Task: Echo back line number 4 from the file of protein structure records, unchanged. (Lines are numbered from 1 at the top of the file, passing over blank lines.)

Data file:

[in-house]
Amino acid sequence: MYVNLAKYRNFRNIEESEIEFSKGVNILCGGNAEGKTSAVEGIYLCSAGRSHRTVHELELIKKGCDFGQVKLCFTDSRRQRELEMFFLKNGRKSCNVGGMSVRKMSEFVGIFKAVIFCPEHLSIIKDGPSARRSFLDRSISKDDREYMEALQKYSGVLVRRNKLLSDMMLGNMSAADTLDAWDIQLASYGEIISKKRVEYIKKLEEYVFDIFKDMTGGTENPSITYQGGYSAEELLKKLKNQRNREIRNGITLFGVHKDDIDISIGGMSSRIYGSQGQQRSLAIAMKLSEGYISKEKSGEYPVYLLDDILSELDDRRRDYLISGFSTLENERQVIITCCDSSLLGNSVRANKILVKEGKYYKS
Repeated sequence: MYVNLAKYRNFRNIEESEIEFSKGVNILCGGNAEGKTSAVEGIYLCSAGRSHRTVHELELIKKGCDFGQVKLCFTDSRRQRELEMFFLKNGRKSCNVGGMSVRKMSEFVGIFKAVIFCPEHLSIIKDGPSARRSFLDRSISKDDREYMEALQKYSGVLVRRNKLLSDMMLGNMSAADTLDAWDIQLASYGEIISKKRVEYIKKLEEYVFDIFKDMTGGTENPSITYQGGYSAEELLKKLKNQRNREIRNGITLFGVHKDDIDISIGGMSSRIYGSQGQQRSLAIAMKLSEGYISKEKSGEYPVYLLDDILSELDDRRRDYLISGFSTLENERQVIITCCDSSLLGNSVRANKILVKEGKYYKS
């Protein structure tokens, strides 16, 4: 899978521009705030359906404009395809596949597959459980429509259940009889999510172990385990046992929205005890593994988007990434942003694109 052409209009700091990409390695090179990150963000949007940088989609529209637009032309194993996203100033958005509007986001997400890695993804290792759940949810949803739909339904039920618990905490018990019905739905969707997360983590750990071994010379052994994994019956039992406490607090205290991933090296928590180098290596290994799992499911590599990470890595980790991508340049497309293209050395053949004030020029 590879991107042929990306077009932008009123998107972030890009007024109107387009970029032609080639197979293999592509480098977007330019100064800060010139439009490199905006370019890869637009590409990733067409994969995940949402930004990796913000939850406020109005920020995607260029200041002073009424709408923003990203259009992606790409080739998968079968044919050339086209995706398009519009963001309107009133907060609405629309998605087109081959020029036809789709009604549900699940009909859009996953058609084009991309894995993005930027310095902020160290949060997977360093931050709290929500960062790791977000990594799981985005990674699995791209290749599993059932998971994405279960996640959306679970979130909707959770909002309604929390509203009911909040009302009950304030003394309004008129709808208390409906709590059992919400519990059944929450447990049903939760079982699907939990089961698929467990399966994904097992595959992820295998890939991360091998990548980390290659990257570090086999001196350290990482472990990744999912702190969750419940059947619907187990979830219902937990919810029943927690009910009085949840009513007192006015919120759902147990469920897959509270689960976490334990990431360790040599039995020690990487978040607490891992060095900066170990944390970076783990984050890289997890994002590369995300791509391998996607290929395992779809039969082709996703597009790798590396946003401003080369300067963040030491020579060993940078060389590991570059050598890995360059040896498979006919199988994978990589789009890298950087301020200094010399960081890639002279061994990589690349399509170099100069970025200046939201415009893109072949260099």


């Protein structure tokens, strides 16, 4: 899978521009705030359906404009395809596949597959459980429509259940009889999510172990385990046992929205005890593994988007990434942003694109 052409209009700091990409390695090179990150963000949007940088989609529209637009032309194993996203100033958005509007986001997400890695993804290792759940949810949803739909339904039920618990905490018990019905739905969707997360983590750990071994010379052994994994019956039992406490607090205290991933090296928590180098290596290994799992499911590599990470890595980790991508340049497309293209050395053949004030020029 590879991107042929990306077009932008009123998107972030890009007024109107387009970029032609080639197979293999592509480098977007330019100064800060010139439009490199905006370019890869637009590409990733067409994969995940949402930004990796913000939850406020109005920020995607260029200041002073009424709408923003990203259009992606790409080739998968079968044919050339086209995706398009519009963001309107009133907060609405629309998605087109081959020029036809789709009604549900699940009909859009996953058609084009991309894995993005930027310095902020160290949060997977360093931050709290929500960062790791977000990594799981985005990674699995791209290749599993059932998971994405279960996640959306679970979130909707959770909002309604929390509203009911909040009302009950304030003394309004008129709808208390409906709590059992919400519990059944929450447990049903939760079982699907939990089961698929467990399966994904097992595959992820295998890939991360091998990548980390290659990257570090086999001196350290990482472990990744999912702190969750419940059947619907187990979830219902937990919810029943927690009910009085949840009513007192006015919120759902147990469920897959509270689960976490334990990431360790040599039995020690990487978040607490891992060095900066170990944390970076783990984050890289997890994002590369995300791509391998996607290929395992779809039969082709996703597009790798590396946003401003080369300067963040030491020579060993940078060389590991570059050598890995360059040896498979006919199988994978990589789009890298950087301020200094010399960081890639002279061994990589690349399509170099100069970025200046939201415009893109072949260099």